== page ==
Worries that profit margins were being squeezed and supermarkets were losing their inflation profits prompted many analysts to reduce their forecasts.
The J Sainsbury interim figures and accompanying comments did nothing to ease the air of depression. The wall of worry put supermarket shares, which had stood up well in the stock market slide, on the ski slope with most other retailers.
Investment group ABN Amro helped the sudden bounce by producing a generally positive review of the sector. Then Somerfield appeared to add to the more relaxed atmosphere by updating analysts on its progress in absorbing its Kwik Save acquisition and indicating the combined group's sales were in line with expectations.
Somerfield, once the Cinderella of the supermarket world, was the recipient of a clutch of buy recommendations from the likes of Warburg Dillon Read and BT Alex.Brown. Dresdner Kleinwort Benson was another making favourable comments. It was enough to lift Somerfield 26p to 425p.
ABN repeated its view that J Sainsbury is a buy and Safeway was described as "undervalued". But ABN, the old Hoare Govett, does not think too much of Asda shares, suggesting they are a sell. Tesco rose 8p to 176p and Safeway put on 4p to 294p. Sainsbury's gained 16.5p to 550p. And Asda? The shares ignored the ABN advice and climbed 7p to 163.5p.
The supermarketeers' strength was the outstanding feature of an uncertain stock market. Only the second and third liners managed to put on positive displays.
Footsie had a volatile time. At one time it was up 95.5 points, reflecting New York's overnight strengthening following the neutral speech from Alan Greenspan, the US banking chief.
But blue chips were found wanting, although ending with a modest gain. They lapsed into the red in early afternoon and it took a moderate New York-inspired rally to produce an 11.2 gain to 5,491 at the close. But the mid cap index improved 13.3 to 4,942.1 and the small cap 5.7 to 2,966.7.
Halifax and Prudential Corporation provided much of the action following The Independent's report of looming bid activity. Halifax, at one time 38p higher, succumbed to profit taking and ended 8p off at 839p. The Pru, 20p up in early trading, finished at 829p, up 7p. Both shares were heavily traded.
Banking shares were generally lower with Standard Chartered suffering a 51p fall to 639p; Barclays lost 44p to 1,235p, and Abbey National, linked with the Pru in the past, 32p to 1,158p.
Insurances were hit by Goldman Sachs, which cut its estimates for four insurers following the poor figures from Royal & Sun Alliance. CGU, reporting third-quarter figures next week, rose 1p to 920p.
British Aerospace, 10.5p lower at 453.5p, was the victim of a Merrill Lynch caution. British Airways, interim figures on Monday, was again under pressure falling 8p to 405p.
Unilever, after third-quarter figures, gained 19p to 609p.
Mirror, the newspaper publisher, attracted speculative attention. The shares jumped 12.5p to 159p in busy trading. BICC, the cable and construction group, was another under the takeover spotlight, improving 5p to 54p. Wace, the printing group, was another in demand. The shares jumped 9.5p to 36p on talk of a US approach. The bid was rumoured to be 50p a share.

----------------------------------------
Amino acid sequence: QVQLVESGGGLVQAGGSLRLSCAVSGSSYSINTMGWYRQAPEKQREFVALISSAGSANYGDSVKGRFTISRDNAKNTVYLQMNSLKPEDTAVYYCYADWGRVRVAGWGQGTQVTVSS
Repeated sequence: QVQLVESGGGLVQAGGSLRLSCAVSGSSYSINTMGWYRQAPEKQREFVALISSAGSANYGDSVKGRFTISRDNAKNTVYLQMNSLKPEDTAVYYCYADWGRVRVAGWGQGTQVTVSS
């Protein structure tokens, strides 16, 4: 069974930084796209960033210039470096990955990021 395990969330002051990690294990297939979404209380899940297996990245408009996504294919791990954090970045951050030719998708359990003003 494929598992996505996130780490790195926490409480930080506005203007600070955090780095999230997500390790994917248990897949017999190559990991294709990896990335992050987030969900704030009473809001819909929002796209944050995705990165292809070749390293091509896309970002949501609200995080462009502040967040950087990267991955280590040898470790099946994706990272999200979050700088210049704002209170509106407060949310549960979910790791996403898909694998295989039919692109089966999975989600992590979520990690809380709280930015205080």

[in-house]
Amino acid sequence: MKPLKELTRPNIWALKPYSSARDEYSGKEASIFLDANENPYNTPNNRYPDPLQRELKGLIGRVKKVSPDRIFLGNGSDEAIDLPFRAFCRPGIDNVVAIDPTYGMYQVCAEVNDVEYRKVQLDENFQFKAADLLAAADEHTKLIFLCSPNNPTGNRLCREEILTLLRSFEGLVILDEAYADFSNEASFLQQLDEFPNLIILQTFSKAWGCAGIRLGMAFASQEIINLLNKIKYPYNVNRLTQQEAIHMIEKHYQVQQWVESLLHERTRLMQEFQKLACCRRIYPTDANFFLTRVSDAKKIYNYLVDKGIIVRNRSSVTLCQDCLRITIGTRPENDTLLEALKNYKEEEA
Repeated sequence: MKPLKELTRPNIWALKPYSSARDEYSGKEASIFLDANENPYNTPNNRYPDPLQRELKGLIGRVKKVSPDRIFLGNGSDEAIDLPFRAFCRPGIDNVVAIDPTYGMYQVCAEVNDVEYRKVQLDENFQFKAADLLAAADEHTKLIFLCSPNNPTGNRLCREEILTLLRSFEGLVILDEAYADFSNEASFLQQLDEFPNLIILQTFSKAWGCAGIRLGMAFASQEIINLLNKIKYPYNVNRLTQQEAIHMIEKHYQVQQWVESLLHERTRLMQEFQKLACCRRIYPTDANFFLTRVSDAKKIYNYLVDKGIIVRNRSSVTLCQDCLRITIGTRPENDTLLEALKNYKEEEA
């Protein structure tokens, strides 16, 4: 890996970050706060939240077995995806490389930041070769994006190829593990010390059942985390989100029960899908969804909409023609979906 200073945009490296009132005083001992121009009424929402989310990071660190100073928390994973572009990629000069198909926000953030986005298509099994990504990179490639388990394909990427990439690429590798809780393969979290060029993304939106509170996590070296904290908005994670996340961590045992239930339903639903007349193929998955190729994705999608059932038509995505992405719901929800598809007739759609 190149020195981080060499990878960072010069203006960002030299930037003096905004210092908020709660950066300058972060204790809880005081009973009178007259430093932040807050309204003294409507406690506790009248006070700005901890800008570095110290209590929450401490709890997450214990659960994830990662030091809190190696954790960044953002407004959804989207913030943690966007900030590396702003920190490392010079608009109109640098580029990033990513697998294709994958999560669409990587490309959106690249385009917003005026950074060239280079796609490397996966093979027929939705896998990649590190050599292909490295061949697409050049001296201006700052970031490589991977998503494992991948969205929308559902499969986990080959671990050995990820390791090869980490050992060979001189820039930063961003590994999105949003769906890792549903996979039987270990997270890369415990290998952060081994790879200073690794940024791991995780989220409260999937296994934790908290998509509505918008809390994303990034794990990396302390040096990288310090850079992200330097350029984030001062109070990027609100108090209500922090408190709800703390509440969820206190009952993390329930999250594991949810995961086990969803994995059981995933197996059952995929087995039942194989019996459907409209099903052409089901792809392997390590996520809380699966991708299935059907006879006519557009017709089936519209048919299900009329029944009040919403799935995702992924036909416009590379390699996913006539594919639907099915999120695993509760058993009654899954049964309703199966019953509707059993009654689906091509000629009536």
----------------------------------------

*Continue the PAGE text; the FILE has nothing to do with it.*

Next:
Metrotect, a chemical group, provided the day's main profits warning and fell 7p to 19.5p as a result. The group, involved in pipeline protection, said half- year profits would be down, blaming the strong pound and deteriorating markets. Lower interim profits from Tex, an engineer, lowered the shares 24p to 61.5p.
Parity, the computer group, rose 21p to 410p after telling the market it had got it wrong. Cautious comments earlier this week from Lorien, a similar business, put Parity under pressure and the shares slipped from 432.5p. But the company said it was continuing to "trade well'' and to see a good market for its services in Britain and overseas.
Publisher Bloomsbury was little changed at 153.5p. Teather & Greenwood regard the shares as a buy, suggesting a 220p level. Profits are expected to climb to pounds 1.65m this year and reach pounds 3.1m by the year 2000.
C&B Publishing rose 10p to 115p after co-founder Mark Collins quit. He is talking to directors and others about selling his 550,000 shares and a further 125,000 which will be created when options are exercised at 90p a share.
Selfridges, the department store demerged from Sears, firmed 2p to 211p. British Land, the best-performing Footsie share with a 39.5p gain to 522p, is still on the prowl.
It has increased its stake by buying 1.1 million shares, lifting its shareholding to just over 7 per cent. A takeover bid for the Oxford Street store is looking increasingly likely. As far as British Land is concerned Selfridges is probably an asset play. After the demerger the shares fell below the suggested assets value.
Oil group XCL jumped 48p to 207.5p following keen interest in the US.
SEAQ VOLUME: 866.3M
SEAQ TRADES: 65,147
ANOTHER PROFESSIONAL football club has come to market. Bradford City Holdings, the parent company of the first division club, has joined the fringe, lightly-regulated Ofex share market where Arsenal, Glasgow Rangers and Manchester City are already traded.
The shares managed a modest gain - improving 0.5p from their 50p placing level. The club is valued at just over pounds 16m. It has recently improved facilities through a development to seat 18,000.
FIBERNET, with a national communications network of fibre cables, surged 69p to 376.5p after admitting it was considering an alliance with a bigger group.
It said it was reviewing its strategic options and one possibility was forming a link which might "result in an offer being made for the company". No discussions about a bid are taking place, it added.
Fibernet shares have been active this week on rumours of corporate action; they touched a 508p peak in the summer.